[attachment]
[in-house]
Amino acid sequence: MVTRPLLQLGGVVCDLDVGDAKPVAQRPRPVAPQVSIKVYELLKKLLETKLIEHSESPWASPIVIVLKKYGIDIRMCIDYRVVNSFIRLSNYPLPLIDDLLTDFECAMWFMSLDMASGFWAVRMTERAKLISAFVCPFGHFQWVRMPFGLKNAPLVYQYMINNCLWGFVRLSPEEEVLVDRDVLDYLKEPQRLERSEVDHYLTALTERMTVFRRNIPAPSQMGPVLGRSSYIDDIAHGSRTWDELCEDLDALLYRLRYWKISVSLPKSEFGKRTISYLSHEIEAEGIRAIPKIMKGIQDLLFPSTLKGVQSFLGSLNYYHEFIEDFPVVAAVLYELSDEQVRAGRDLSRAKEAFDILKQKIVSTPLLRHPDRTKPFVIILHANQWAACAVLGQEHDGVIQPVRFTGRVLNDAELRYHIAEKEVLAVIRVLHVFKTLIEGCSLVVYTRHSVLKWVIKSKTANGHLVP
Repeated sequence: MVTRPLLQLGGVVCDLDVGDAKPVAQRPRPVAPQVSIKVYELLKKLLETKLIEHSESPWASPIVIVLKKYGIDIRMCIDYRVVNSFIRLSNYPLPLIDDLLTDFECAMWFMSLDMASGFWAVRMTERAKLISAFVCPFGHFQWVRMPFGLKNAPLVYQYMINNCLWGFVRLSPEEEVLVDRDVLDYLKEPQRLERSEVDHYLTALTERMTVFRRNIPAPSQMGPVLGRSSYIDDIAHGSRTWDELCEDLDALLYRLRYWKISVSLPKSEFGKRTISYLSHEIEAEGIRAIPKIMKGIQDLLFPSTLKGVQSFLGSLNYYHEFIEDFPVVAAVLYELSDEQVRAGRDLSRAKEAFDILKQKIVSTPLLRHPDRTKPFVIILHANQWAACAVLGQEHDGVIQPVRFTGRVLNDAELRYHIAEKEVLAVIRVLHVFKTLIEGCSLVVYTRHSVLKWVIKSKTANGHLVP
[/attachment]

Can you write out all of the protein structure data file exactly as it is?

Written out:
[in-house]
Amino acid sequence: MVTRPLLQLGGVVCDLDVGDAKPVAQRPRPVAPQVSIKVYELLKKLLETKLIEHSESPWASPIVIVLKKYGIDIRMCIDYRVVNSFIRLSNYPLPLIDDLLTDFECAMWFMSLDMASGFWAVRMTERAKLISAFVCPFGHFQWVRMPFGLKNAPLVYQYMINNCLWGFVRLSPEEEVLVDRDVLDYLKEPQRLERSEVDHYLTALTERMTVFRRNIPAPSQMGPVLGRSSYIDDIAHGSRTWDELCEDLDALLYRLRYWKISVSLPKSEFGKRTISYLSHEIEAEGIRAIPKIMKGIQDLLFPSTLKGVQSFLGSLNYYHEFIEDFPVVAAVLYELSDEQVRAGRDLSRAKEAFDILKQKIVSTPLLRHPDRTKPFVIILHANQWAACAVLGQEHDGVIQPVRFTGRVLNDAELRYHIAEKEVLAVIRVLHVFKTLIEGCSLVVYTRHSVLKWVIKSKTANGHLVP
Repeated sequence: MVTRPLLQLGGVVCDLDVGDAKPVAQRPRPVAPQVSIKVYELLKKLLETKLIEHSESPWASPIVIVLKKYGIDIRMCIDYRVVNSFIRLSNYPLPLIDDLLTDFECAMWFMSLDMASGFWAVRMTERAKLISAFVCPFGHFQWVRMPFGLKNAPLVYQYMINNCLWGFVRLSPEEEVLVDRDVLDYLKEPQRLERSEVDHYLTALTERMTVFRRNIPAPSQMGPVLGRSSYIDDIAHGSRTWDELCEDLDALLYRLRYWKISVSLPKSEFGKRTISYLSHEIEAEGIRAIPKIMKGIQDLLFPSTLKGVQSFLGSLNYYHEFIEDFPVVAAVLYELSDEQVRAGRDLSRAKEAFDILKQKIVSTPLLRHPDRTKPFVIILHANQWAACAVLGQEHDGVIQPVRFTGRVLNDAELRYHIAEKEVLAVIRVLHVFKTLIEGCSLVVYTRHSVLKWVIKSKTANGHLVP